There are less than 60 days left to get your holiday shopping done, and a new report shows many Americans are willing to do whatever it takes to increase the number of gifts under their trees this year. In fact, according to a new report from Trustpilot, two in five Americans are willing to spend less on food and gas now to have money for holiday gifts and a report from Yahoo! Finance claims people are planning on increasing their spending by 40 percent this year. Perhaps there are more names on the nice list than the naughty list, but inflation also factors into the increase in spending.
Regardless, planning ahead for holiday spending can still be an option if you start to bookmark your wish list now and do a little homework.
Obviously, you need to monitor the prices of items you plan to buy. Some apps and websites, like Google Shopping, offer price comparisons along with a price-tracking option. It's also a good idea to pay attention to shipping costs and take advantage of free shipping when you can. There is even a free shipping day where almost all online retailers waive charges; this year it is Thursday, December 14.
While 1 in 3 Americans are willing to rack up credit card debt to buy gifts, there are other options, such as using programs like Affirm, Klarna and Zip, that allow you to buy now and pay later at major retailers like Target, Walmart and even Dollar General.
Ultimately, it might prove smarter for you to secure a personal loan in order to avoid credit card debt. This also can be an excellent way to pay off that credit card debt that is still lingering from last holiday season. With a personal loan, lenders provide a lump sum amount that you repay over time, typically with fixed payments that remain the same. A personal loan will have a fixed term as well, usually of two to five years, but sometimes more. Personal loans can help you avoid increasing your debt because they do not offer ongoing access to funds like a credit card does. Typically, personal loans have a lower interest rate than credit cards, costing you far less over time. And while everyone likes a gift that keeps on giving, credit card debt is not something you want to keep accumulating. Interest and fees can add up and create a cycle of debt if balances are not paid up. Personal loans require you to make regular, predictable payments, helping you to stay on track.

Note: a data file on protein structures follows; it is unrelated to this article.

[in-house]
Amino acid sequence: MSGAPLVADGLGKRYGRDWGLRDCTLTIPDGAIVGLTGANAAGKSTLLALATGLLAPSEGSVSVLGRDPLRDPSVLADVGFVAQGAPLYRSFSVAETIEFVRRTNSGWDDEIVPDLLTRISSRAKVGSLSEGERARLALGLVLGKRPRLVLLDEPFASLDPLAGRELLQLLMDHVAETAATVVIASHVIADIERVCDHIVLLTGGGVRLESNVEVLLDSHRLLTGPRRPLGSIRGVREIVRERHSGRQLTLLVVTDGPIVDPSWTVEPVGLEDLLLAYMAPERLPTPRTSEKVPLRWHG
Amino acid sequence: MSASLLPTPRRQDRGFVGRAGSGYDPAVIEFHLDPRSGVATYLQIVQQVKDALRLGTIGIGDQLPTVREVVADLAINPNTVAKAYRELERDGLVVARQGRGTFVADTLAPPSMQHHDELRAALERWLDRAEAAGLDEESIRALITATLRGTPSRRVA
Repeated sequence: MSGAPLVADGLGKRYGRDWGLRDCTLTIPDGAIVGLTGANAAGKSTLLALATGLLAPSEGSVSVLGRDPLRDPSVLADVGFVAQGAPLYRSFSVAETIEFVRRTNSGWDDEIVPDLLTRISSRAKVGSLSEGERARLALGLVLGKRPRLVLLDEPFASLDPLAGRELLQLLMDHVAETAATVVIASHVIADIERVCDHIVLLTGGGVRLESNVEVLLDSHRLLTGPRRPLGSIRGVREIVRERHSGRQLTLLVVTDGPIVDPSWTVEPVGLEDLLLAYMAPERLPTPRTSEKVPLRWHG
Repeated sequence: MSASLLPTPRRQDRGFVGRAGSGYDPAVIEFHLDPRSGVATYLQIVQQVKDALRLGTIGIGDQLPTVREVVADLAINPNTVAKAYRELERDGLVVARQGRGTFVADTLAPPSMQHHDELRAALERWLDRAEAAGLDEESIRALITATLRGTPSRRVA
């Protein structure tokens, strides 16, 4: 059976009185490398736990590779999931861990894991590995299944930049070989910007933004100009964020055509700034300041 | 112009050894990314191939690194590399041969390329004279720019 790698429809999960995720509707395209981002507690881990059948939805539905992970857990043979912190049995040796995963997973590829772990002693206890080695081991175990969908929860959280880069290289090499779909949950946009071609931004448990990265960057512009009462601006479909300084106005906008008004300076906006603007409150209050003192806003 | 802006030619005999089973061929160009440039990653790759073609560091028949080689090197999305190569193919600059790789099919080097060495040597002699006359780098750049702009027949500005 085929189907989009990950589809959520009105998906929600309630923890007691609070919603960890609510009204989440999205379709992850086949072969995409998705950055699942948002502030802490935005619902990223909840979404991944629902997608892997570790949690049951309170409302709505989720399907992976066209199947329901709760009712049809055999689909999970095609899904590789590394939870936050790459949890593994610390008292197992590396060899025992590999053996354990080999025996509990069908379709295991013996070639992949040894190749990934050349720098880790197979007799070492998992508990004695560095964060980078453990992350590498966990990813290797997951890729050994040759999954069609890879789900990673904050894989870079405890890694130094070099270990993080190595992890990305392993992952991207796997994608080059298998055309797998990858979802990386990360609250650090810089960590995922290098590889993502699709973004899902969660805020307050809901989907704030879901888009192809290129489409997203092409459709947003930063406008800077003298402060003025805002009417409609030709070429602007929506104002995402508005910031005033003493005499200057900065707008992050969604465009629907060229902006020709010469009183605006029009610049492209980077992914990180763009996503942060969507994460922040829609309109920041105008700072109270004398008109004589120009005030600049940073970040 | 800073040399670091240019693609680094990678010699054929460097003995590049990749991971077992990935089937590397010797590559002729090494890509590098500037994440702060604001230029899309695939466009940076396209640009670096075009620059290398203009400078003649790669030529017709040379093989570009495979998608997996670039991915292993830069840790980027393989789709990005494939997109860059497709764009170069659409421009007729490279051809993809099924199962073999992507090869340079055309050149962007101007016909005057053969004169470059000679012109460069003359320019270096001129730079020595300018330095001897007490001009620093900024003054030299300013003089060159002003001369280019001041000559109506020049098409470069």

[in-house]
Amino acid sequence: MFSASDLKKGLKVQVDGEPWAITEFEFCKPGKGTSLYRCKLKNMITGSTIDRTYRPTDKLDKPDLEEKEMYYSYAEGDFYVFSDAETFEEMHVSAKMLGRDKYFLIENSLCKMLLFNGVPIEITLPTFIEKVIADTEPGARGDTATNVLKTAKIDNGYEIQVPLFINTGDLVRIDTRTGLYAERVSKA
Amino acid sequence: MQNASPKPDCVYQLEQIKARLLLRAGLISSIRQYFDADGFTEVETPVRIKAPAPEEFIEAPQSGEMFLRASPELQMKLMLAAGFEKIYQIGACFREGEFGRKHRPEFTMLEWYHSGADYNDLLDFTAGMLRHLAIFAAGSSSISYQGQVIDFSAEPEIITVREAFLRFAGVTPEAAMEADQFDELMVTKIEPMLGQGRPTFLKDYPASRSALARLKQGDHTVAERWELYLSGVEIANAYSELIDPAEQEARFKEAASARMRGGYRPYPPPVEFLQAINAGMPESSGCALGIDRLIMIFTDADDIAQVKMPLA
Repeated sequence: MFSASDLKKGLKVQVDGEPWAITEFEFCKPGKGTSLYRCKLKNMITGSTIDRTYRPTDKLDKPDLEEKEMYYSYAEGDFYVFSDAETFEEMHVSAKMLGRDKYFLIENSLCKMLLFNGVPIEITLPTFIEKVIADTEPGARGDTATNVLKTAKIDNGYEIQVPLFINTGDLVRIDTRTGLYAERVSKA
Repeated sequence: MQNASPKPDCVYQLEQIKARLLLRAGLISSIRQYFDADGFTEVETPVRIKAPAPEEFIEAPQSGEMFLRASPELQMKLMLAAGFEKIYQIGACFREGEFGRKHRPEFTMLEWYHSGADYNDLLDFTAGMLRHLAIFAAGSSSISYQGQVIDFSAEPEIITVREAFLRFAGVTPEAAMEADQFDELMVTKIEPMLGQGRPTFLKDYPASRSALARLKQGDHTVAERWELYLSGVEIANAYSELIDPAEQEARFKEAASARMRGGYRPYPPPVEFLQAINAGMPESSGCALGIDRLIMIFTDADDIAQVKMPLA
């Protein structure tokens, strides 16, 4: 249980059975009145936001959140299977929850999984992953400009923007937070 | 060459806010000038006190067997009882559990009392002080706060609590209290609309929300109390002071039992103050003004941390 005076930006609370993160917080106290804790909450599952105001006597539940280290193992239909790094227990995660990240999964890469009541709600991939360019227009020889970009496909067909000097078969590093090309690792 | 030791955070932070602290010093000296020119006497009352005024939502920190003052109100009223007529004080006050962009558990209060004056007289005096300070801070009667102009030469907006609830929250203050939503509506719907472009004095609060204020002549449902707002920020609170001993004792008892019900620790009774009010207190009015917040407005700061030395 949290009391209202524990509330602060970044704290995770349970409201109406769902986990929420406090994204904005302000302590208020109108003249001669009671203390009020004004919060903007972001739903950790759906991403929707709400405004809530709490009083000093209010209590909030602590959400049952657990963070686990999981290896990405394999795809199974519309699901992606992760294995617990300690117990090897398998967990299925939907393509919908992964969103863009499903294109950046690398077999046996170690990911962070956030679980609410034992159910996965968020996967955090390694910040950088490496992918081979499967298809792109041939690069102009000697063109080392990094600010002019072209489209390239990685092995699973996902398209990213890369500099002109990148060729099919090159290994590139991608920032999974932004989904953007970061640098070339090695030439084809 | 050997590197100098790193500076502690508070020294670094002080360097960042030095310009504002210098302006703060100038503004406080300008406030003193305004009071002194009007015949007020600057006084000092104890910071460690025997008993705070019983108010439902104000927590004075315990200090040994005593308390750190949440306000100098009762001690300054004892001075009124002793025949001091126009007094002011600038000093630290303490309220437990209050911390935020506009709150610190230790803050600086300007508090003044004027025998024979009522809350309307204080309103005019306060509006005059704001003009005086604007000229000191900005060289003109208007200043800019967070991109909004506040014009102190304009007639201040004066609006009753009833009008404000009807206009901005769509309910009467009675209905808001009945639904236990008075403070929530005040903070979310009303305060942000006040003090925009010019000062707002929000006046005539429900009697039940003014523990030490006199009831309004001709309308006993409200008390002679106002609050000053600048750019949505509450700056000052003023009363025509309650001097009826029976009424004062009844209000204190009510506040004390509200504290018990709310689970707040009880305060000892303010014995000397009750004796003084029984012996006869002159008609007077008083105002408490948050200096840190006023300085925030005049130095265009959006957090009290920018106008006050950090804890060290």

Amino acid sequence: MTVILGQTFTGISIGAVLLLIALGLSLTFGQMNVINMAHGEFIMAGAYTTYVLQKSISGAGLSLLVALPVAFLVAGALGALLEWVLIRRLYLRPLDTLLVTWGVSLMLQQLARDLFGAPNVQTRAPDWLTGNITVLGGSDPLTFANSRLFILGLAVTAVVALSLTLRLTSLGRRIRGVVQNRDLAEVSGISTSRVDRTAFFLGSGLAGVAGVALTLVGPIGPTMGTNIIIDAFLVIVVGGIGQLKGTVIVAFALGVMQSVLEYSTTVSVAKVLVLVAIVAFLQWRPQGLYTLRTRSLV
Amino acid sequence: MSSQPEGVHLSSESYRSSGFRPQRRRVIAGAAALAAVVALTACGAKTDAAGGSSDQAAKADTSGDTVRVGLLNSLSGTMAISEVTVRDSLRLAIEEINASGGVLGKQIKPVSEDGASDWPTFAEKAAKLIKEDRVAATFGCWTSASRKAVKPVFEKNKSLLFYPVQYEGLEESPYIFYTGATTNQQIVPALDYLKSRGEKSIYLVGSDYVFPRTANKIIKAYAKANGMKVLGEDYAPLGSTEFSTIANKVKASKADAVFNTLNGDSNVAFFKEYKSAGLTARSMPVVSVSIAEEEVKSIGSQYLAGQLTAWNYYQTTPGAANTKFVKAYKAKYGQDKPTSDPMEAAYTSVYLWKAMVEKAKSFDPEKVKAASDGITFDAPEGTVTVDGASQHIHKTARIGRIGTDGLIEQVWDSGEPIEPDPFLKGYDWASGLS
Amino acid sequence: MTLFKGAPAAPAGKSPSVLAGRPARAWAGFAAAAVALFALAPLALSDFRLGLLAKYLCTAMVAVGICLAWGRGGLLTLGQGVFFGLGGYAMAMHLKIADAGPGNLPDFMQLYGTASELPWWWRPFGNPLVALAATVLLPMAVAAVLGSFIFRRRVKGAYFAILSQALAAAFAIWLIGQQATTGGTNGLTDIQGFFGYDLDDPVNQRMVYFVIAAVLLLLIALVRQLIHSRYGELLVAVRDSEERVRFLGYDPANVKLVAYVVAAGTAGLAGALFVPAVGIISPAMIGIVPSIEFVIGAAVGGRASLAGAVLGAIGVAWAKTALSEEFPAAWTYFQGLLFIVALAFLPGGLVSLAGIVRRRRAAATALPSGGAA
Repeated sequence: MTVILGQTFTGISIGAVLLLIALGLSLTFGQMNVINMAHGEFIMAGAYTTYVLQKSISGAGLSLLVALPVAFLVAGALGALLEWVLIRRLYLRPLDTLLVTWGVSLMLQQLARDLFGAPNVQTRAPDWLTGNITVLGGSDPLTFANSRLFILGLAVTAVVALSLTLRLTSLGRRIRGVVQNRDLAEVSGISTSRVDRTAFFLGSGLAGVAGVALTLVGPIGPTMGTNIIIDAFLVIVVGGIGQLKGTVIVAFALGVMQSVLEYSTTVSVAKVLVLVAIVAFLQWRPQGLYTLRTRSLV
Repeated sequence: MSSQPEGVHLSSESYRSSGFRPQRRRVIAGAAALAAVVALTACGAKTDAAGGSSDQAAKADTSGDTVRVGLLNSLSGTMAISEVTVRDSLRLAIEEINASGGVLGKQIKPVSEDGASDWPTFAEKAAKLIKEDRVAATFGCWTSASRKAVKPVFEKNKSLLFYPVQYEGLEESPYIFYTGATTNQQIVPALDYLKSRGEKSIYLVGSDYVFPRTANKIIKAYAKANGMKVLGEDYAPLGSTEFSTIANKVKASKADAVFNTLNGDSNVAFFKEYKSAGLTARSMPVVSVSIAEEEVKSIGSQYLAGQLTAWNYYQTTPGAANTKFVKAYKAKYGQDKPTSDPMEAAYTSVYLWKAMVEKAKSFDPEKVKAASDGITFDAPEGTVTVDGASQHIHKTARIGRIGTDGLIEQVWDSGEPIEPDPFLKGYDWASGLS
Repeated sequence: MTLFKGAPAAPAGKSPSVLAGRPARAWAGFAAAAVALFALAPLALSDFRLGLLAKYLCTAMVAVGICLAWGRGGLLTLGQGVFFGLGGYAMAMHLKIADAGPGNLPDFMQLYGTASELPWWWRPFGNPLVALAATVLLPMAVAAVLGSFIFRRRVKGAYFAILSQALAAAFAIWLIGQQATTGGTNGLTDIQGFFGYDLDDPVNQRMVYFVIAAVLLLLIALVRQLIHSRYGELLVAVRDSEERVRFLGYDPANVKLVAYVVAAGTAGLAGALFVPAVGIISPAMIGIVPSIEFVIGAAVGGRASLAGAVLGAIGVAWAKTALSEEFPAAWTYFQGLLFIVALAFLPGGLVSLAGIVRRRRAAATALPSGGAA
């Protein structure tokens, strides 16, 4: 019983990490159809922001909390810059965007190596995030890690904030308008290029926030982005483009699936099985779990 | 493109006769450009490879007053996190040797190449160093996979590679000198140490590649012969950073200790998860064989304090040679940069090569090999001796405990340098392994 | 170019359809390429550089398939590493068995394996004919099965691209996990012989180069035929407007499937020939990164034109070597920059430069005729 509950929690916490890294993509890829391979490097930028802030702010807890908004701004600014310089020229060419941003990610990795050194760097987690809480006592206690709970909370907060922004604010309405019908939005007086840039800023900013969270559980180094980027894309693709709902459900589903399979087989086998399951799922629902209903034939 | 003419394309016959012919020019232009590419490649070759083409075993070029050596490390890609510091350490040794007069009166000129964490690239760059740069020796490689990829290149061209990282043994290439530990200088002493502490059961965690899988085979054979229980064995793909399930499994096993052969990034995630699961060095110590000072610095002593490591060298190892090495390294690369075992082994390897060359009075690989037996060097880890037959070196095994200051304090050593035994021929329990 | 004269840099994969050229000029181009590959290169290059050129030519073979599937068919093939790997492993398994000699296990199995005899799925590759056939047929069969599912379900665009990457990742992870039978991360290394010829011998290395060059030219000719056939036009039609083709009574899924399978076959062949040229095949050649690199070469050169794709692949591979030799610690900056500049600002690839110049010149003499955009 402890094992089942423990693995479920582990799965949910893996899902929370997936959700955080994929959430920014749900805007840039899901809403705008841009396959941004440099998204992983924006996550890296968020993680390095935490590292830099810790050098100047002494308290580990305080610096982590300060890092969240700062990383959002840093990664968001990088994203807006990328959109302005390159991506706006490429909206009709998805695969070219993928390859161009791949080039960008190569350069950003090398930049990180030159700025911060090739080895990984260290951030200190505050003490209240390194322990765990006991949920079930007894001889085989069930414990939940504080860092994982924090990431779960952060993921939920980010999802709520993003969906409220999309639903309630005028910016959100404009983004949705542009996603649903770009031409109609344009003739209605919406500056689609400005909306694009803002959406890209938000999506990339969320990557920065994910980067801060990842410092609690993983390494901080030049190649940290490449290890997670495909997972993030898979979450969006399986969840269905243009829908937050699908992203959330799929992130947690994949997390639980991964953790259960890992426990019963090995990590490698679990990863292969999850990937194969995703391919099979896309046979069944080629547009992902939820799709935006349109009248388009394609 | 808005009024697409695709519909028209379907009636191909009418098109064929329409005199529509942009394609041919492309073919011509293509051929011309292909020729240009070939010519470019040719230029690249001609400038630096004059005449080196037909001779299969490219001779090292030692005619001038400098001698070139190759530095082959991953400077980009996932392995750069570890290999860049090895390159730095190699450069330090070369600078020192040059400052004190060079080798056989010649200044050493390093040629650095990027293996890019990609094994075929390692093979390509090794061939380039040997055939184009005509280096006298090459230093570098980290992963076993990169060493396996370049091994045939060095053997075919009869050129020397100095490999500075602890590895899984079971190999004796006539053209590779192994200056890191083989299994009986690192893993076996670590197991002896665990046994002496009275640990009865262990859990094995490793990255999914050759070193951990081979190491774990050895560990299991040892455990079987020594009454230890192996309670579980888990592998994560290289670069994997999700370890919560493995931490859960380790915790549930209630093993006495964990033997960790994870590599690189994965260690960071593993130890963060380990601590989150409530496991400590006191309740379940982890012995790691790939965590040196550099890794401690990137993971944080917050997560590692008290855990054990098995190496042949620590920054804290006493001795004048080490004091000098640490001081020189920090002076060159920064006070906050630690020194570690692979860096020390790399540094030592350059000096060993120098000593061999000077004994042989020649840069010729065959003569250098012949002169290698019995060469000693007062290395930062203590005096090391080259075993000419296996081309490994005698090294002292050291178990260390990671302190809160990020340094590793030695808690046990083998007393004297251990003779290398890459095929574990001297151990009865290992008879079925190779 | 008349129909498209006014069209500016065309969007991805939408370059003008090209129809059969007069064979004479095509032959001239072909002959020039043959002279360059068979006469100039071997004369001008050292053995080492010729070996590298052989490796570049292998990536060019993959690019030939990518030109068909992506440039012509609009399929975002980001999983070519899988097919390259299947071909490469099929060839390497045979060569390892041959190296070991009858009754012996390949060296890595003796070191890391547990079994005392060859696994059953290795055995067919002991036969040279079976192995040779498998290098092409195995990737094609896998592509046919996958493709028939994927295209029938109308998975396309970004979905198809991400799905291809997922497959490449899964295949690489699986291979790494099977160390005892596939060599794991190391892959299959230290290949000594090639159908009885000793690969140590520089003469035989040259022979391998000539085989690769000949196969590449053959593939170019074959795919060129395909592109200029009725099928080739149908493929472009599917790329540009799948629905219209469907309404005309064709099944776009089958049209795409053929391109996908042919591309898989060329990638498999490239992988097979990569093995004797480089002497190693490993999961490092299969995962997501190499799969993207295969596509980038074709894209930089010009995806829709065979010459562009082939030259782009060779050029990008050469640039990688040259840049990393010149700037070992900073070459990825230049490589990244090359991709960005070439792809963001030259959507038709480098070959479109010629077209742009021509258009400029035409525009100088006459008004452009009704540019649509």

Whatever your plans for the holiday season, staying focused on your spending and having a plan will be crucial to not getting carried away with the spirit of giving, landing you in a heap of financial despair at the start of the new year.